6

How do you kill a mass of MySQL queries? Here is a good approach:

mysql> SELECT concat('KILL ',id,';') FROM information_schema.processlist WHERE user='root' INTO OUTFILE '/tmp/a.txt';
mysql> source /tmp/a.txt;

Any others besides clicking them to death in MySQL Administrator GUI?

  • Use the code tags - that's what they're for. – Artem Russakovskii May 22 '09 at 18:09
  • Also, the solution you linked to has plenty of other solutions in the comments. You should read them. – Artem Russakovskii May 22 '09 at 18:10
6

To crib the best comments from Percona's take on this:

Comment 4: Robert Wultsch

I prefer the following as it will kill them in a multi threaded manner… (sometimes killing a single query can take a while)

for i in $(mysql -uroot -pPASS -e ’show processlist’ | grep ’search_term’ | awk ‘{print $1}’); do

mysql -uroot -pPASS -e “kill $i” &

done

Comment 8: Shlomi Noach

An INFORMATION_SCHEMA.PROCESSLIST stored procedure which is a bit verbose to copy.

Comment 16: Bryan

If information_schema.processlist doesn’t exist on your version of MySQL, this works in a linux script:

#!/bin/bash

for each in `mysqladmin -u root -prootpwd processlist | awk 
‘{print $2, $4, $8}’ | grep $dbname | grep $dbuser | awk ‘{print $1}’`;

do mysqladmin -u root -prootpwd kill $each;

done

Comment 21: Andrew Watson

I do this:

mysqladmin proc | grep Sleep | sort -r -n -k6 | awk {’print $1; ‘} | xargs mysqladmin kill

or something to that effect…


As Dan C mentions in his answer to this question, pruning SELECTS is significantly safer than killing write commands mid-flow, as you may lose data integrity and/or foreign keys.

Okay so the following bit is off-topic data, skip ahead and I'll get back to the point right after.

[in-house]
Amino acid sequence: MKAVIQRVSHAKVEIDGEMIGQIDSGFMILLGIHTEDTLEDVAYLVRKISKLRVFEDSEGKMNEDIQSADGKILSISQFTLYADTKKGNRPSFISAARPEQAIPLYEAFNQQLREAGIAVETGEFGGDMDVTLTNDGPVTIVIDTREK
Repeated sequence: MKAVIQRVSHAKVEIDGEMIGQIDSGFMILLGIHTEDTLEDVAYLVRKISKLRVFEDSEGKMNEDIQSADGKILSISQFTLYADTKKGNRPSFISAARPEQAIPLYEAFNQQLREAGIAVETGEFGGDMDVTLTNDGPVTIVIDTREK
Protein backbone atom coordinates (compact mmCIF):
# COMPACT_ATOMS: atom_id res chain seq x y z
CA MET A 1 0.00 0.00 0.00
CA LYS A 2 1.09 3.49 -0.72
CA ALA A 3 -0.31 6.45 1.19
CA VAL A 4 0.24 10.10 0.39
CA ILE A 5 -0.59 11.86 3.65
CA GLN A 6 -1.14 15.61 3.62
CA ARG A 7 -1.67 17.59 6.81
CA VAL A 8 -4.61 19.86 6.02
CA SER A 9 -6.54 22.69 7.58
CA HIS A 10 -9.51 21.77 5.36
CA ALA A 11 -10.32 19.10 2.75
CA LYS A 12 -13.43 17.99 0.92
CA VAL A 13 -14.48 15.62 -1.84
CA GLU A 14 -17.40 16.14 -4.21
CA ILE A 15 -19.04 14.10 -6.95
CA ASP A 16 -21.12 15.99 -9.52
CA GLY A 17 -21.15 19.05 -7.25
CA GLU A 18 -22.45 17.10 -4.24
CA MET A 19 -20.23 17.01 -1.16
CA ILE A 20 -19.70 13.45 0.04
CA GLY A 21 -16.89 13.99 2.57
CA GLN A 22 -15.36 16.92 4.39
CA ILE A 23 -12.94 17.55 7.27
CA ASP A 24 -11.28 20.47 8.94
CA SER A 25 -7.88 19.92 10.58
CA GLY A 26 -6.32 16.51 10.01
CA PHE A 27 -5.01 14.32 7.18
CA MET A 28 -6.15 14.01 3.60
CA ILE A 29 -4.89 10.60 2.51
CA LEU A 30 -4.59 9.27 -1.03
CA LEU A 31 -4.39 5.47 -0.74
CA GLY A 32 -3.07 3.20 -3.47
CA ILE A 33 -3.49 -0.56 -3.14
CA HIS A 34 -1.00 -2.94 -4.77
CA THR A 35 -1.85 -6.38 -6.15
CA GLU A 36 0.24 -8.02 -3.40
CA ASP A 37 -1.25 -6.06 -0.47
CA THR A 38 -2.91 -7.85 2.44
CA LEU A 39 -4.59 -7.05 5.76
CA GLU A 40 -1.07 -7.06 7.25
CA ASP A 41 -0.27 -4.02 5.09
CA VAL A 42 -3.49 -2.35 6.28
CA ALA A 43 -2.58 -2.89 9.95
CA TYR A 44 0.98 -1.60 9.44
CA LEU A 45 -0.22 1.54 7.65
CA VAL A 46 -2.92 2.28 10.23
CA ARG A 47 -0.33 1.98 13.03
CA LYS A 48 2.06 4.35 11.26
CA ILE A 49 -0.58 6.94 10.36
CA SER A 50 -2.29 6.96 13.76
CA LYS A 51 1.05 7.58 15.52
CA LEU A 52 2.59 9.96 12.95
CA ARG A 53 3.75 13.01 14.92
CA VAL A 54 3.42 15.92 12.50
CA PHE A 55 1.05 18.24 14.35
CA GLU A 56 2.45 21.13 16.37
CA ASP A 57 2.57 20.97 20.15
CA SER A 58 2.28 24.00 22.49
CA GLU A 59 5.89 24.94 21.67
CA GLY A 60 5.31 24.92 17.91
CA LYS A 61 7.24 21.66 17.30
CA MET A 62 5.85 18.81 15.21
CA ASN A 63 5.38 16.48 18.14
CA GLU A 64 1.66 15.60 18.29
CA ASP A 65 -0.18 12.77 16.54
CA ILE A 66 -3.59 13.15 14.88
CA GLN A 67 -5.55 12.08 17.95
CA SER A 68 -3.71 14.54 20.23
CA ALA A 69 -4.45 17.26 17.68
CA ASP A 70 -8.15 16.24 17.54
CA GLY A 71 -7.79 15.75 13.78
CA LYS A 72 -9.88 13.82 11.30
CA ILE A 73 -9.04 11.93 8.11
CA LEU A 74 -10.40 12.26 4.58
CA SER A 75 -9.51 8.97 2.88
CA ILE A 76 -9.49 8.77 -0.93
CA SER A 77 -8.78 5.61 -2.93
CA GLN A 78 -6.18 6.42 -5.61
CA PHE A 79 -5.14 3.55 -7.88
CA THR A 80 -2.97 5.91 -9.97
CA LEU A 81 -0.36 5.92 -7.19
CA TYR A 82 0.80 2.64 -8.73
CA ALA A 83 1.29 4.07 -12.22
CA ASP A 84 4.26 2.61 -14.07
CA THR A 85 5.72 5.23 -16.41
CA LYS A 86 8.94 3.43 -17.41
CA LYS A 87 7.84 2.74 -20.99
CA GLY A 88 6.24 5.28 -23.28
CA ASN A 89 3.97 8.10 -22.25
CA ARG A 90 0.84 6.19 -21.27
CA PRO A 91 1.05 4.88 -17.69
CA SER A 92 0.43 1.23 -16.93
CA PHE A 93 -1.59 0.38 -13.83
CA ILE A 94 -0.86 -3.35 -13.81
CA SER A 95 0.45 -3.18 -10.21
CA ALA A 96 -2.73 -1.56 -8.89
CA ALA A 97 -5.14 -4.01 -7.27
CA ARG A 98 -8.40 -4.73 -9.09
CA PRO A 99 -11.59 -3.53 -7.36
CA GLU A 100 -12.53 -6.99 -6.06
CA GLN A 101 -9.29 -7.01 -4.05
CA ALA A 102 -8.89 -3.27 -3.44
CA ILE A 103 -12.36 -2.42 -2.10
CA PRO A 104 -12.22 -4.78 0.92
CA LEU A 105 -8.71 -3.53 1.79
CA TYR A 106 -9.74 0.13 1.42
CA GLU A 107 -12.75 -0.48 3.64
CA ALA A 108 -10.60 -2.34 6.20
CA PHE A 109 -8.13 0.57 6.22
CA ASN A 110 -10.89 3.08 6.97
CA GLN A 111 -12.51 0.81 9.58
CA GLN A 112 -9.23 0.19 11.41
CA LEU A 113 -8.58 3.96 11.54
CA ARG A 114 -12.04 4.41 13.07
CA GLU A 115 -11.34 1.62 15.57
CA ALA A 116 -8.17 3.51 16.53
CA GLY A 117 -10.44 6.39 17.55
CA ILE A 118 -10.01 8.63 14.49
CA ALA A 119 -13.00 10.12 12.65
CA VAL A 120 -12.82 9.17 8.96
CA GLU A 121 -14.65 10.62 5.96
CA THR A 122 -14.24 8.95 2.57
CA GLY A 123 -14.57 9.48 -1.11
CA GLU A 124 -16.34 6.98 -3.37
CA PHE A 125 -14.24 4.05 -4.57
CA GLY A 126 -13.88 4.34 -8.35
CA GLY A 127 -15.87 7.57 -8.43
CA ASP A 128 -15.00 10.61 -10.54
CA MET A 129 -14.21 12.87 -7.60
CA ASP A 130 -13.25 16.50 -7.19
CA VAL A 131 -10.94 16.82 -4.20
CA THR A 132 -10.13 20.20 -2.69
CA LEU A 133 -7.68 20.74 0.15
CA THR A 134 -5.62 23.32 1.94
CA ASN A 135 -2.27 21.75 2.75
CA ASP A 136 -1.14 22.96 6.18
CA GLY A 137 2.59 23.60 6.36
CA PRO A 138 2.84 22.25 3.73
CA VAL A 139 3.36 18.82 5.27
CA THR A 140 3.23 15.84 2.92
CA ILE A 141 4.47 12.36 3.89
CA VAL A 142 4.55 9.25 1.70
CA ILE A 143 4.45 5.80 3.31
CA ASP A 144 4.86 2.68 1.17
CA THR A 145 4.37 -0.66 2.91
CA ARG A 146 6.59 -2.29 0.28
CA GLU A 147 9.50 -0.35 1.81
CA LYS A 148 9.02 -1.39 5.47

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2

An alternative solution is to use an approach that Digg describe, which is to automatically prune any SELECT queries which take longer than an allotted period of time to complete. Generally speaking you only want to prune SELECT queries because they are read-only and shouldn't affect the data integrity of your application.

Two such utilities that you can use to automate this are dbmon.pl and mkill which is part of a package called mtop.

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0

I used it to kill all sleeping queries on MySQL 5.5 database server:

mysql -e "show full processlist;" -ss | grep Sleep | awk '{print "KILL "$1";"}' | mysql
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0

The easiest is to kill them from the shell, e.g.

mysqladmin proc | grep Sleep | awk '{print $2}' | xargs -L1 mysqladmin kill 

If there is still a problem, check the details by the following query:

mysql -e "SHOW engine innodb status\G"

From MySQL, try the following code based on the post by @Shlomi, you can create a stored procedure using server cursor, for example:

DELIMITER $$

DROP PROCEDURE IF EXISTS test.kill_user_queries$$
CREATE PROCEDURE test.kill_user_queries (kill_user_name VARCHAR(16) CHARSET utf8)
SQL SECURITY INVOKER
BEGIN
DECLARE query_id INT;
DECLARE iteration_complete INT DEFAULT 0;
DECLARE select_cursor CURSOR FOR SELECT id FROM INFORMATION_SCHEMA.PROCESSLIST WHERE user=kill_user_name;
DECLARE CONTINUE HANDLER FOR NOT FOUND SET iteration_complete=1;

OPEN select_cursor;
cursor_loop: LOOP
FETCH select_cursor INTO query_id;
IF iteration_complete THEN
LEAVE cursor_loop;
END IF;
KILL QUERY query_id;
END LOOP;
CLOSE select_cursor;

END$$

DELIMITER ;

There is also an old script called mypgrep.py by Google.

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